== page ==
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The Australasian Aid Conference was held on 15-16 February 2017, once again in partnership with The Asia Foundation. As in previous years, the aim of the 2017 Australasian Aid Conference was to bring together researchers from across Australia, the Pacific, Asia and beyond who are working on aid and international development policy to share insights, promote collaboration, and help develop the research community. With 500 people registering in 2016, the AAC has established itself as Australia’s premier aid and development conference.
The 2017 AAC was held at Crawford School of Public Policy, ANU, Canberra on February 15 and 16, 2017. The conference convenors were Professor Stephen Howes, Director of the Development Policy Centre at ANU; Dr Joel Negin, Head of School and Associate Professor of International Public Health at the University of Sydney School of Public Health; Anthea Mulakala, Director for International Development Cooperation at The Asia Foundation; and Camilla Burkot, Research Officer at the Development Policy Centre.
Update (13 Feb): Please be advised that the opening session of the conference will now commence at 8.30am on Wednesday 15 February (30 minutes ahead of the scheduled start time as listed in the conference program). This is to accommodate the schedule of the Minister of Foreign Affairs.
Details about the conference program, including invited speakers and a downloadable conference program and abstract book, can be found here.
Videorecordings of the conference plenary sessions and selected parallel sessions are available to watch below:
Wednesday 15 February - morning
» Opening address: The Hon Julie Bishop MP (8.30-9.30am)
» Keynote address: Michael Woolcock (9.30-11.00am)
» Parallel session: The role and relevance of the ADB in the 21st century (11.20am-12.50pm)
Wednesday 15 February - afternoon
» Plenary session: Asian approaches to engaging the private sector in development cooperation (1.50-3.20pm)
» Parallel session: Country ownership and transitions (3.40-5.10pm)
Thursday 16 February - morning
» Parallel session: Private sector innovation (8.00-9.30am)
» Plenary session: 3MAP – the Three-Minute Aid Pitch (9.40-10.40am)
» Parallel session: Working with and through markets (11.00am-12.30pm)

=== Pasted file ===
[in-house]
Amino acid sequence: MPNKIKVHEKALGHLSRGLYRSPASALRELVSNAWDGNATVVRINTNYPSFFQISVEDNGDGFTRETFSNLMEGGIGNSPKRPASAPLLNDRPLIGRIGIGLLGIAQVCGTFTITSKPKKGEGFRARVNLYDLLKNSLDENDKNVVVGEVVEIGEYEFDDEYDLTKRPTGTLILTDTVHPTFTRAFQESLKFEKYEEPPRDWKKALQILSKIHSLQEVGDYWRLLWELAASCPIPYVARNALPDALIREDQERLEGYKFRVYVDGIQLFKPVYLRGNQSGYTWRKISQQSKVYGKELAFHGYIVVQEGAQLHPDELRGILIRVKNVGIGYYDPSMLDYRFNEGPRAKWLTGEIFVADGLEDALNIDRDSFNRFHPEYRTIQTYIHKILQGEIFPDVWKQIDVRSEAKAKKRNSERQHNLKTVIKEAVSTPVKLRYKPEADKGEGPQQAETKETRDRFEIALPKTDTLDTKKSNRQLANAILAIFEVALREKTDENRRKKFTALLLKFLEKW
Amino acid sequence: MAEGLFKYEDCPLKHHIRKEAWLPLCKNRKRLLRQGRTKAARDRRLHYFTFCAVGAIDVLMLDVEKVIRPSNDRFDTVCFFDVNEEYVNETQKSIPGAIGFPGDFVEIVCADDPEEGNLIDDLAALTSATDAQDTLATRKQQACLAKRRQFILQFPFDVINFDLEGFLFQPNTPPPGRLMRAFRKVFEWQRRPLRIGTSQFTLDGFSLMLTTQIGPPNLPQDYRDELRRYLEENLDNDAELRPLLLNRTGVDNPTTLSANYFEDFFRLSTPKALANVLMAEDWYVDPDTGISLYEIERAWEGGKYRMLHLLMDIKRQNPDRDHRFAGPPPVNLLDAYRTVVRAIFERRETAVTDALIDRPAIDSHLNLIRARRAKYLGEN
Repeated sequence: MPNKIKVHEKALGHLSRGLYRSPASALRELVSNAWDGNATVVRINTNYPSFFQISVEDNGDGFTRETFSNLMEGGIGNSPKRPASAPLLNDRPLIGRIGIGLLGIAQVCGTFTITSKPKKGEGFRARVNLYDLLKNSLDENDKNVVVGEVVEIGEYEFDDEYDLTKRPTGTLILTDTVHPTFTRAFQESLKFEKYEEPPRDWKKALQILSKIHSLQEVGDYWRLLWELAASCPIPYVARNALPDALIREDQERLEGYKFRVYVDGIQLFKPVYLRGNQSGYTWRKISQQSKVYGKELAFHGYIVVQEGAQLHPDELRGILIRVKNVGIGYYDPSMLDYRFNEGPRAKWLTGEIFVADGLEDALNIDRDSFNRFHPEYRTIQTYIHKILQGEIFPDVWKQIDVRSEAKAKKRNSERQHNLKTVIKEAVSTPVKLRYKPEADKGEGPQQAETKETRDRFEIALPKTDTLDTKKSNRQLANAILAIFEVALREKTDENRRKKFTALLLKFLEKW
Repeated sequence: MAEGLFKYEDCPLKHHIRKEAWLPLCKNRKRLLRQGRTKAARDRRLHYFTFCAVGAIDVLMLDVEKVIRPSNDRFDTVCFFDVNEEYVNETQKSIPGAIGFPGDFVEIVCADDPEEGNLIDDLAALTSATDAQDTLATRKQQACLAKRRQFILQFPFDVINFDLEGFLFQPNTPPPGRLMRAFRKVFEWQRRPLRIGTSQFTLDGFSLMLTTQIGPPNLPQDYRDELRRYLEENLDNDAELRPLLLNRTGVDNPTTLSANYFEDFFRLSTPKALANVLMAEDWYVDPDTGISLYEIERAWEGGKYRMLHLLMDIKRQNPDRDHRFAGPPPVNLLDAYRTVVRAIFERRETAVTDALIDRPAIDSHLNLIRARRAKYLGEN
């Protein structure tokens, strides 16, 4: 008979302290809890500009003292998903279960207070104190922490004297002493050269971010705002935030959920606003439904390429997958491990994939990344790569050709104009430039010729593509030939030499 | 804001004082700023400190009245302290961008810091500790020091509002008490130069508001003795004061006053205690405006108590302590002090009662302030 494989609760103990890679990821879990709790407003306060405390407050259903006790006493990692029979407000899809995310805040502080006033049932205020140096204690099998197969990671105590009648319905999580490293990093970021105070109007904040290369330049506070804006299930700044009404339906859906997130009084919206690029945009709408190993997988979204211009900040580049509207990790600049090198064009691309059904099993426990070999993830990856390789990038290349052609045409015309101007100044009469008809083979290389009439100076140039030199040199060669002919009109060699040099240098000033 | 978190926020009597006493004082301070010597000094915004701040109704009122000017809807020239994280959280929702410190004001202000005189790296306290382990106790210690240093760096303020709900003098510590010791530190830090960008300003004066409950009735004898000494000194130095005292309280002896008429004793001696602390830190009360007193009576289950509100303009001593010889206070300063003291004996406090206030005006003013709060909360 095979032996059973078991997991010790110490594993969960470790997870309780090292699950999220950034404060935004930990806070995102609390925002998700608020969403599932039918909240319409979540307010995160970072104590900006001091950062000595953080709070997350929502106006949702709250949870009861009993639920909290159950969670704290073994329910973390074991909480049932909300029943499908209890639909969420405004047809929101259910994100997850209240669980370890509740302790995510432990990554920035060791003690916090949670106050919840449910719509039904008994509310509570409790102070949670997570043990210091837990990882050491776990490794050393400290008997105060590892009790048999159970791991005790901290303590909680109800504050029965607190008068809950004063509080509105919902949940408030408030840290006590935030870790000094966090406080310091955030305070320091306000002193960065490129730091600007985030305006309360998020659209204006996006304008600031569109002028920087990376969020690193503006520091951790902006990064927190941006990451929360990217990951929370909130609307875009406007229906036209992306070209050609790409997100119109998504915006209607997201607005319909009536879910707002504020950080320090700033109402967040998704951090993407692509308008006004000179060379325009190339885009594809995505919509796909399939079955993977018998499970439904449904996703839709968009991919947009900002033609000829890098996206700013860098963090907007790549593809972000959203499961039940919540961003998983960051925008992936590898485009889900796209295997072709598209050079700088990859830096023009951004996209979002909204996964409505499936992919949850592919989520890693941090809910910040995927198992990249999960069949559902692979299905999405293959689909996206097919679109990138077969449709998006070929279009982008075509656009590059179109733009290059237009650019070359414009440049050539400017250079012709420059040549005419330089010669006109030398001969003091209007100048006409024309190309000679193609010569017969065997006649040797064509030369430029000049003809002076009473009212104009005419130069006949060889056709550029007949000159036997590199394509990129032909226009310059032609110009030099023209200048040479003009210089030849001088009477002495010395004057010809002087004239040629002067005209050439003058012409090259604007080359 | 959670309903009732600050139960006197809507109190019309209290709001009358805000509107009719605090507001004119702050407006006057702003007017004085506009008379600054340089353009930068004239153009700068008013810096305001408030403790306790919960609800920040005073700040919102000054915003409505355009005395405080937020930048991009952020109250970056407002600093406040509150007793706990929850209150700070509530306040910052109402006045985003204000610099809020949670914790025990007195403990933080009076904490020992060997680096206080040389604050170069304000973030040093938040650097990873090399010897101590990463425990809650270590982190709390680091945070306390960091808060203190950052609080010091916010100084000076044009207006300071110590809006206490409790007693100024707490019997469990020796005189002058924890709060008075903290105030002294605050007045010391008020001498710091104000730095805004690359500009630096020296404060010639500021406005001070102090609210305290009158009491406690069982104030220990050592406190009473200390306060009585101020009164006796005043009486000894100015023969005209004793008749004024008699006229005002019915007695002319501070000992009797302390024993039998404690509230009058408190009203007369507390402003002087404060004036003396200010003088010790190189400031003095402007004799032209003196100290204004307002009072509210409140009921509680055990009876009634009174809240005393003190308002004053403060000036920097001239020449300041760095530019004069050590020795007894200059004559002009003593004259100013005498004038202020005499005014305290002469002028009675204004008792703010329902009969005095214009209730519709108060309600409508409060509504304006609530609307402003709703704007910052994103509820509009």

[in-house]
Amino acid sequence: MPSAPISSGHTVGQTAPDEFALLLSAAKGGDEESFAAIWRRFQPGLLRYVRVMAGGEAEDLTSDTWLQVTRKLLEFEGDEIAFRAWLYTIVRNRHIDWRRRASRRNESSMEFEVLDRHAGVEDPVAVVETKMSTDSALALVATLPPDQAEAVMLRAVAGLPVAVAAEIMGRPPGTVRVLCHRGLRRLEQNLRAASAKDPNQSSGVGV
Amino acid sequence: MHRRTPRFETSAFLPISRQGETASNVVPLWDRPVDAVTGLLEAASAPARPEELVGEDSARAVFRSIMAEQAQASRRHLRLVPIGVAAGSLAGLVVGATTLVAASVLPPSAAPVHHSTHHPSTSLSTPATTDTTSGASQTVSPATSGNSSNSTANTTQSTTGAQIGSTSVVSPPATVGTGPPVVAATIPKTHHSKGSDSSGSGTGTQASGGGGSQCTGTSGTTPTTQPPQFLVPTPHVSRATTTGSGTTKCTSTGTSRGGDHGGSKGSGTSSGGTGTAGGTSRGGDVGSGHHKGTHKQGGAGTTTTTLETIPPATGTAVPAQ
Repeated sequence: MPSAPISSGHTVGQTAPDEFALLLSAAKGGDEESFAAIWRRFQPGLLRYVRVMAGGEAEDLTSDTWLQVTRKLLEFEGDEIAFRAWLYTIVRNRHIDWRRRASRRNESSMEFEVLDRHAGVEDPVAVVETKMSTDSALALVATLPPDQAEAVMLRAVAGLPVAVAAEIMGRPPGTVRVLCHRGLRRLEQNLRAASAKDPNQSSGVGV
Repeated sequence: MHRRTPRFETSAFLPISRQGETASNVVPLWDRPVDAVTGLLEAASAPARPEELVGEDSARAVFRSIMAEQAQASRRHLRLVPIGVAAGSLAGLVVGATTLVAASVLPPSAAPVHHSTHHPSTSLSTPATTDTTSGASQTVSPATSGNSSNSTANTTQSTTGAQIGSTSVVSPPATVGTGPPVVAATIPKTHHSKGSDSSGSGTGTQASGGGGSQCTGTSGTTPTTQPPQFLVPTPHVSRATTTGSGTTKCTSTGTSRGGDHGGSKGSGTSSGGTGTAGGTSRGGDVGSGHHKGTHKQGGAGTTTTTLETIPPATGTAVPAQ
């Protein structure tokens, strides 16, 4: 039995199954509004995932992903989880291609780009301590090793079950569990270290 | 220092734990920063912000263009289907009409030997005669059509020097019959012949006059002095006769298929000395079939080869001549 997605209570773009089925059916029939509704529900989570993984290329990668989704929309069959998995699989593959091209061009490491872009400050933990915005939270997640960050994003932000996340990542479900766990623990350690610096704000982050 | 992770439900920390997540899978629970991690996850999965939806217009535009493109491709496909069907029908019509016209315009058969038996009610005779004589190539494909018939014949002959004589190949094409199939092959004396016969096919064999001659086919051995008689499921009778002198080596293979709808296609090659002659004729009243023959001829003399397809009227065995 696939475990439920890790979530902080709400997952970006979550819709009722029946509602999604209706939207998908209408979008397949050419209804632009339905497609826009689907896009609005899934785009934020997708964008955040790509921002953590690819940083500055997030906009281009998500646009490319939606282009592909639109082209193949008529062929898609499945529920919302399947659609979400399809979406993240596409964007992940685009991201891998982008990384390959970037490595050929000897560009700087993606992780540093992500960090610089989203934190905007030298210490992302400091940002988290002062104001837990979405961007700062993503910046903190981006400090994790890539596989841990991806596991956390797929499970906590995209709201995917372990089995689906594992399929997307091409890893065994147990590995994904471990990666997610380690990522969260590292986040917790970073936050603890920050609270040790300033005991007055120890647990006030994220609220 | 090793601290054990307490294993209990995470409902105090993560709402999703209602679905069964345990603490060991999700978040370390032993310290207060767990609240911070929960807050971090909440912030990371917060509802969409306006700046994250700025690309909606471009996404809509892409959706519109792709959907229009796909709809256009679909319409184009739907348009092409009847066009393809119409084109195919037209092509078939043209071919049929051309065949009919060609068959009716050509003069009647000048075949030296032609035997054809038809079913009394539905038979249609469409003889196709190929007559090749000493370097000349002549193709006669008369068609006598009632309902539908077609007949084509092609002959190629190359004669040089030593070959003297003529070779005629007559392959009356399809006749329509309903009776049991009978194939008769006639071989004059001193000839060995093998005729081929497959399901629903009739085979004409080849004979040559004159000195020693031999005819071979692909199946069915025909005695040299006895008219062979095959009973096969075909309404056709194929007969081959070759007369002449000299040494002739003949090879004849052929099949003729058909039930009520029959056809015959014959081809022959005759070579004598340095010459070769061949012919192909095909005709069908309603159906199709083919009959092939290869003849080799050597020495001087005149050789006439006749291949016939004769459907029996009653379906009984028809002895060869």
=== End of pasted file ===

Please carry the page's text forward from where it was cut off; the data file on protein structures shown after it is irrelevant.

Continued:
Thursday 16 February -afternoon
» Plenary session: The humanitarian system in crisis (1.30-3.00pm)
» Parallel session: Beyond capacity building - how development assistance can improve justice outcomes (3.20-4.50pm)
Additionally, all conference parallel sessions will be audiorecorded - recordings can be accessed here.
On 14 February, the World Development Report 2017: Governance and the Law was launched. The launch featured a presentation of the report by Luis Felipe Lopez Calva, co-Director of the WDR, followed by a panel discussion with representatives from DFAT, Oxfam Australia, and ANU. Further information can be found here. The podcast from the event can be found here.
The WDR launch was followed by a cocktail reception and launch of a new book entitled India’s Approach to Development Cooperation, co-edited by Anthea Mulakala and Sachin Chaturvedi.
The Department of Foreign Affairs & Trade’s inaugural Aid Supplier Conference was held at the Crawford School on 17 February. DFAT’s conference focused on issues associated with procuring and implementing effective aid activities, and opportunities to discuss current and future procurement plans. Further information can be obtained from firstname.lastname@example.org.
The Development Policy Centre
The Development Policy Centre (Devpolicy) is a think tank for aid and development serving Australia, the region, and the global development community. Devpolicy undertakes independent research and promotes practical initiatives to improve the effectiveness of Australian aid, to support the development of Papua New Guinea and the Pacific island region, and to contribute to better global development policy.
Devpolicy was established in September 2010 and is based at Crawford School of Public Policy in the ANU College of Asia and the Pacific at The Australian National University.
The Asia Foundation
The Asia Foundation is a non-profit international development organization committed to improving lives across a dynamic and developing Asia. Informed by six decades of experience and deep local expertise, our programs address critical issues affecting Asia in the 21st century—governance and law, economic development, women’s empowerment, environment, and regional cooperation. In addition, our Books for Asia and professional exchange programs are among the ways we encourage Asia’s continued development as a peaceful, just, and thriving region of the world.
Headquartered in San Francisco, The Asia Foundation works through a network of offices in 18 Asian countries and in Washington, DC. Working with public and private partners, the Foundation receives funding from a diverse group of bilateral and multilateral development agencies, foundations, corporations, and individuals. In 2012, we provided nearly $100 million in direct program support and distributed textbooks and other educational materials valued at over $30 million. Our development policy work brings together traditional and emerging Asian providers to share their perspectives and ideas about the changing dynamics of the Asia-Pacific region and international development cooperation.